By Colin Jowell

When the antics of the advertising industry crack a mention on the ABC’s MediaWatch, we have a problem.

Recently, the show took to task a number of so called “innovations”, following up on them to see if any of them had made the light of day. 

Some of the brands in the firing line included:

KFC - for their “finger licking good” nail polish

Durex – for their vibrating underwear called “Fundawear”  (yep, released in 2014 and still not available!)

Dolmio - for their wifi-blocking peppermill to save family dinner time

Domino’s - for their delivery robot 

OMO - for their peggy smart peg

In fairness, some of these items could theoretically hit the market at some point in the future, so the story was a little harsh (is there a MediaWatch for MediaWatch?).

And in some of the brands defence, what else are they supposed to do? There’s only so many times you can add more fancy additives to washing powder, and support it with animated molecules in the advertising, before we all lose interest forever.

According to MediaWatch, a representative said the above new nail polish wasn’t ready for mass production, but that they “were giving previews to the media to test the market reaction”. (Because in this modern day of bull-bingo, we can’t just say the words “publicity stunt”.)

In an age where every consumer trend report you see talks about the “savvy” customer; their growing distrust of brands and their desire for authenticity - these shameless pleas for attention have no place.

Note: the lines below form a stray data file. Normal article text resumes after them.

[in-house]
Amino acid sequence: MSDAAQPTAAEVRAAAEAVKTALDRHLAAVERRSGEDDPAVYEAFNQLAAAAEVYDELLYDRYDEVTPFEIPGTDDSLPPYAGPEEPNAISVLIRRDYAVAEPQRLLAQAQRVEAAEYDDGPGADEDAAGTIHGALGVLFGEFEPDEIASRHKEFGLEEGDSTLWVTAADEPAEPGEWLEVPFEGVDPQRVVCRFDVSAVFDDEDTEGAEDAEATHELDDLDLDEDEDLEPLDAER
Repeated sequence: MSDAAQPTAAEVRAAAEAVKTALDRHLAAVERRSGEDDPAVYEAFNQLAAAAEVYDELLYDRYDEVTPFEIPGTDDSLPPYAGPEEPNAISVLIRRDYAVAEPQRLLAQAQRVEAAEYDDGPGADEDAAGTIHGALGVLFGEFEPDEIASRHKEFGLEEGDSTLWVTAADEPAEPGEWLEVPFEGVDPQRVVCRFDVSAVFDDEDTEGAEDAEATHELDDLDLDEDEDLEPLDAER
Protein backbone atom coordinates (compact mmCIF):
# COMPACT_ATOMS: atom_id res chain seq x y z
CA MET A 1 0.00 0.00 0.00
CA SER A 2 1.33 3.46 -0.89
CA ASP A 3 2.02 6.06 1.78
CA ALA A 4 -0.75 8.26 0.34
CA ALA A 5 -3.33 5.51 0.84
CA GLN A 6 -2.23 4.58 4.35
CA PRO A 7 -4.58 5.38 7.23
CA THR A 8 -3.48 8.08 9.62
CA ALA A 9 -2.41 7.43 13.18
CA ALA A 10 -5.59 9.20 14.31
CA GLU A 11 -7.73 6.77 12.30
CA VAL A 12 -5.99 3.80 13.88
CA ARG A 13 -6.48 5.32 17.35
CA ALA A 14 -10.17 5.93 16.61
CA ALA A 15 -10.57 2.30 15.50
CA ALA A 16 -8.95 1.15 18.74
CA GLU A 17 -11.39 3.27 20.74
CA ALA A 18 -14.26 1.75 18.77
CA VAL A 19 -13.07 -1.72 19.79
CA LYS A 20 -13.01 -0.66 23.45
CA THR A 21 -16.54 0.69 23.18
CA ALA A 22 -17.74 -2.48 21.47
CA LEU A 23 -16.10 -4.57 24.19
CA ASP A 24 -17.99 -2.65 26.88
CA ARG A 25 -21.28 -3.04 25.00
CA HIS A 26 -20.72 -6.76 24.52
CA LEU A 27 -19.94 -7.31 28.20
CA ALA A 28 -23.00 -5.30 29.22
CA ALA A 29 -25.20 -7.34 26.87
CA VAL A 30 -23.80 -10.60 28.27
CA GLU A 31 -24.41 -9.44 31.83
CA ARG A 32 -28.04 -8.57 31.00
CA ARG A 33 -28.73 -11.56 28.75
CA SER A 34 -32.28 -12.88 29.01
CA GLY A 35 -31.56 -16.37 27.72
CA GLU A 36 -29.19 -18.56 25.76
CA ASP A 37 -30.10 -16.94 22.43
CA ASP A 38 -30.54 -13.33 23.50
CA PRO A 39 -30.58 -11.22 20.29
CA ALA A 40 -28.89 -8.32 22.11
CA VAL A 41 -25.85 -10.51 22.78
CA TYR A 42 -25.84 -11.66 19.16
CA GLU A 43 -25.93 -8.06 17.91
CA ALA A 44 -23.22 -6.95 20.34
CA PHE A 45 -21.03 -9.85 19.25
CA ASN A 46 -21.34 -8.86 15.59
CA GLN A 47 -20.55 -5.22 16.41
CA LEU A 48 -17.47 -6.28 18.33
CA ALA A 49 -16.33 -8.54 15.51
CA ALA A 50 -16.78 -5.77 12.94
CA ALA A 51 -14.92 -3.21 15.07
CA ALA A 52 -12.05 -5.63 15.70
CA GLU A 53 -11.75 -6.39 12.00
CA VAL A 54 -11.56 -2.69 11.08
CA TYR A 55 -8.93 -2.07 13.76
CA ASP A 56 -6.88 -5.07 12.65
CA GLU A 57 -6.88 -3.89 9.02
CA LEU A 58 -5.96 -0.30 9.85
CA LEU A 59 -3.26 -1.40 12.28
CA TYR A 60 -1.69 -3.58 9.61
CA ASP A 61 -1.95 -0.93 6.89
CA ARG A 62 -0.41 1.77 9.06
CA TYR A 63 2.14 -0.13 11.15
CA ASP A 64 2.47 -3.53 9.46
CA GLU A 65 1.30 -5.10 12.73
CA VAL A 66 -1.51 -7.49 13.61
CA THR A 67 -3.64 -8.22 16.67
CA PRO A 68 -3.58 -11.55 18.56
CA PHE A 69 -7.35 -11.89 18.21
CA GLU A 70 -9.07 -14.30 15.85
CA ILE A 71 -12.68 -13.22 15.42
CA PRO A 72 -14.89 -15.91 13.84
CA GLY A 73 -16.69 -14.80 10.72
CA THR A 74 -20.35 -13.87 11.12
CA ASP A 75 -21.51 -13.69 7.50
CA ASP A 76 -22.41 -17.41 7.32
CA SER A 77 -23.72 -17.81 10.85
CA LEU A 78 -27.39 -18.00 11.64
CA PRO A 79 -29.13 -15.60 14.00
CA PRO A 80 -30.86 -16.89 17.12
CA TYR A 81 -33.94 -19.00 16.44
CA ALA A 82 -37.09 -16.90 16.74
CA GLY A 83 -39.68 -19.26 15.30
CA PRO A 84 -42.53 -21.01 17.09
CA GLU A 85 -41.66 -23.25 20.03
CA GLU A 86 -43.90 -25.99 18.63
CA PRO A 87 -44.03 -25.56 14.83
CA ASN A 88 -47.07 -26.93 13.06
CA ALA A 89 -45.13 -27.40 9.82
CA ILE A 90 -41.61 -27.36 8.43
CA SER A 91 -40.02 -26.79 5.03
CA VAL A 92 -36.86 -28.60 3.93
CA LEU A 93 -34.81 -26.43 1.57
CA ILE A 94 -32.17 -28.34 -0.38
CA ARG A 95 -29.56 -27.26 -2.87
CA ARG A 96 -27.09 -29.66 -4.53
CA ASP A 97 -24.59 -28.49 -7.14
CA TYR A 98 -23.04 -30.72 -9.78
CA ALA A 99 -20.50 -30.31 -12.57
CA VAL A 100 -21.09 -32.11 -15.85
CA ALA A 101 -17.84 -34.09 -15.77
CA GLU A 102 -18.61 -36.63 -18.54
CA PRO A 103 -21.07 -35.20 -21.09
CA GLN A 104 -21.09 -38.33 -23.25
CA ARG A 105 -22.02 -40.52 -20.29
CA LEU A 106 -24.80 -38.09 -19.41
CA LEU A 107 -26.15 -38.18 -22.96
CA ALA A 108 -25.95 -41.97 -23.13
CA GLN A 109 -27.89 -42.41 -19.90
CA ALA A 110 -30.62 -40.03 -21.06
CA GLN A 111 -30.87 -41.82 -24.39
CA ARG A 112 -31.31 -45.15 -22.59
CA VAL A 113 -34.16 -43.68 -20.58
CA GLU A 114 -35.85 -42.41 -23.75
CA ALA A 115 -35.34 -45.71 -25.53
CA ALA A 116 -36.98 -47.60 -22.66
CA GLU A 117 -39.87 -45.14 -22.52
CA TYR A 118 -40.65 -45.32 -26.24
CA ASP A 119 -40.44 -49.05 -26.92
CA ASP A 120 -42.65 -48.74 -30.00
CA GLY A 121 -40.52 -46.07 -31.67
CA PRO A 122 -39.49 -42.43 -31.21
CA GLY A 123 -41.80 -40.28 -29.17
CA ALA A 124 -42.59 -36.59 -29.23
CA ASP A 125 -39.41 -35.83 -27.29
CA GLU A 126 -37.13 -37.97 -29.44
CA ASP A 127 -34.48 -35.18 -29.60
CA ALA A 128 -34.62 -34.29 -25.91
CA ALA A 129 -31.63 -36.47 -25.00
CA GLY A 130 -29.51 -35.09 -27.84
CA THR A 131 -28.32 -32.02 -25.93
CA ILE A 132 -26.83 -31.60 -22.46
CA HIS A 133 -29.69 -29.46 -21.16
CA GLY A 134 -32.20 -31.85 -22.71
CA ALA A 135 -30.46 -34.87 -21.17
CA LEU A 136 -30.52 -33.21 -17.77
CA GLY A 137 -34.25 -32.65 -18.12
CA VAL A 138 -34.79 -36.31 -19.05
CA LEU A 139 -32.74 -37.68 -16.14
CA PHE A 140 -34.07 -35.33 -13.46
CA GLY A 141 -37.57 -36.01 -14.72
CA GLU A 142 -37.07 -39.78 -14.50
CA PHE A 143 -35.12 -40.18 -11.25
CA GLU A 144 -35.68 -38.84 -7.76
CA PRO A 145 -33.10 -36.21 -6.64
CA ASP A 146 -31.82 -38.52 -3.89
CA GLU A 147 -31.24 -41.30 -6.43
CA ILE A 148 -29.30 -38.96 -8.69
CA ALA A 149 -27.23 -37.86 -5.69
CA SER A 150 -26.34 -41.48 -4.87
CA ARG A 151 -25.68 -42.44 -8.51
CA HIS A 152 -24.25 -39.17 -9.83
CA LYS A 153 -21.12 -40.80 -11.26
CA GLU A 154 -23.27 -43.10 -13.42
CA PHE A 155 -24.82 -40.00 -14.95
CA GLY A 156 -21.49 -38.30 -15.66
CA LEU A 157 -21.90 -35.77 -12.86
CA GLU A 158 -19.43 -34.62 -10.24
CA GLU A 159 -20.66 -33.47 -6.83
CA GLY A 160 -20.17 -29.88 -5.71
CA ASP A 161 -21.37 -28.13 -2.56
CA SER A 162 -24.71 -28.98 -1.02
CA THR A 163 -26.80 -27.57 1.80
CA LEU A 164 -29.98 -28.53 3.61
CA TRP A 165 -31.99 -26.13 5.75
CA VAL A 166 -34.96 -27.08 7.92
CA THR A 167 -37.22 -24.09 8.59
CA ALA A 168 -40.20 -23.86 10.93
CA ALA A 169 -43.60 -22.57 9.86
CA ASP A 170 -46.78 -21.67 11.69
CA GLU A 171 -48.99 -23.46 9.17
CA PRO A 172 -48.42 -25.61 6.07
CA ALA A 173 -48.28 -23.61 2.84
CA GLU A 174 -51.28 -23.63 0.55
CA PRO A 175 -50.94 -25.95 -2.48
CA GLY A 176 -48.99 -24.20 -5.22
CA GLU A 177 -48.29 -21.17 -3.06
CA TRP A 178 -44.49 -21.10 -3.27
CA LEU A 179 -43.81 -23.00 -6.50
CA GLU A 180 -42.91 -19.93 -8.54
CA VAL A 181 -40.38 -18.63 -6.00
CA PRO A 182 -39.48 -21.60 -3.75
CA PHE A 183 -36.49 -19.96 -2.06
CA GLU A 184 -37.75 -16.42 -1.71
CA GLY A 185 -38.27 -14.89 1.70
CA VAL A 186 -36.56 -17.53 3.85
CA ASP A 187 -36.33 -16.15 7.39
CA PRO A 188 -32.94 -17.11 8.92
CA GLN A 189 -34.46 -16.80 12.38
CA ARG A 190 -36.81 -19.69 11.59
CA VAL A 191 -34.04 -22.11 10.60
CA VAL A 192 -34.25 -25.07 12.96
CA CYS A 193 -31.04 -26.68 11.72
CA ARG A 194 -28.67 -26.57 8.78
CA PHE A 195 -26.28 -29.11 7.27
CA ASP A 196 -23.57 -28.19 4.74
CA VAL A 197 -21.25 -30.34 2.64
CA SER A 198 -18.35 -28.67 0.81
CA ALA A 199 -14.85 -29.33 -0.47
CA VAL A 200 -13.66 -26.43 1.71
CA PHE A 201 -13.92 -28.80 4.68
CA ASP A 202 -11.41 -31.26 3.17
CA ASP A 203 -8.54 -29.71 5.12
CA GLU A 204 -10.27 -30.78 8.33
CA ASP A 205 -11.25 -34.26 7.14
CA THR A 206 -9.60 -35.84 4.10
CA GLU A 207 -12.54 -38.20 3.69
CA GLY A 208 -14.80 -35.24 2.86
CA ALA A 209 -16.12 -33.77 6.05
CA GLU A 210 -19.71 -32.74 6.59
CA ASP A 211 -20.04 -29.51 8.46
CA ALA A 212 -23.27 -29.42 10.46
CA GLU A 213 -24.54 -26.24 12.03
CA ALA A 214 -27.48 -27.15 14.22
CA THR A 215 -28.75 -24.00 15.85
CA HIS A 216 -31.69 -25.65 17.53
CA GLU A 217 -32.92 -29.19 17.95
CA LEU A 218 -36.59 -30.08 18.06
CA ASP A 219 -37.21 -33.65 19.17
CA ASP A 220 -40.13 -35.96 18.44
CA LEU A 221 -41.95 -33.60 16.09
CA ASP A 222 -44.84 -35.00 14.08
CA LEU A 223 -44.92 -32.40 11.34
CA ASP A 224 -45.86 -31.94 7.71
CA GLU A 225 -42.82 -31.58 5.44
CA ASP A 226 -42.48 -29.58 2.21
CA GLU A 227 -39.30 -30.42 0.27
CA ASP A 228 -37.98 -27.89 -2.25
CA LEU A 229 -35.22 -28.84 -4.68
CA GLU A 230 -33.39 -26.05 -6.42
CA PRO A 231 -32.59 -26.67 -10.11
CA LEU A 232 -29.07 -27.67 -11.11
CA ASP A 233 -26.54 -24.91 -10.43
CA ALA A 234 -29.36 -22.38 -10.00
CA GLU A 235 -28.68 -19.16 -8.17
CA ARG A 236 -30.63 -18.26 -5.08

And worse still, having attracted the attention, but having no way to fulfill on the demand you create, is truly sloppy marketing.

Pulling the wool over the eyes of the customer won’t work, and while the effort to break the mould of traditional advertising is to be applauded, we shouldn’t use “innovation” as an excuse to ignore the fundamentals:

  • be absolutely relevant to your brand - allowing you to sell more of your existing product, or opening the avenue to sell a new one
  • solve a problem for the customer, or be incredibly entertaining in an authentic way

The discipline of marketing has a once-in-a-generation opportunity – to align with the data and tech capabilities of the business to create genuine product and service breakthroughs.

But stunts, played for publicity masquerading as impact, will relegate marketing to the backbench. Knowing what problem the customer needs solved isn’t easy, but it’s still the only thing that really matters.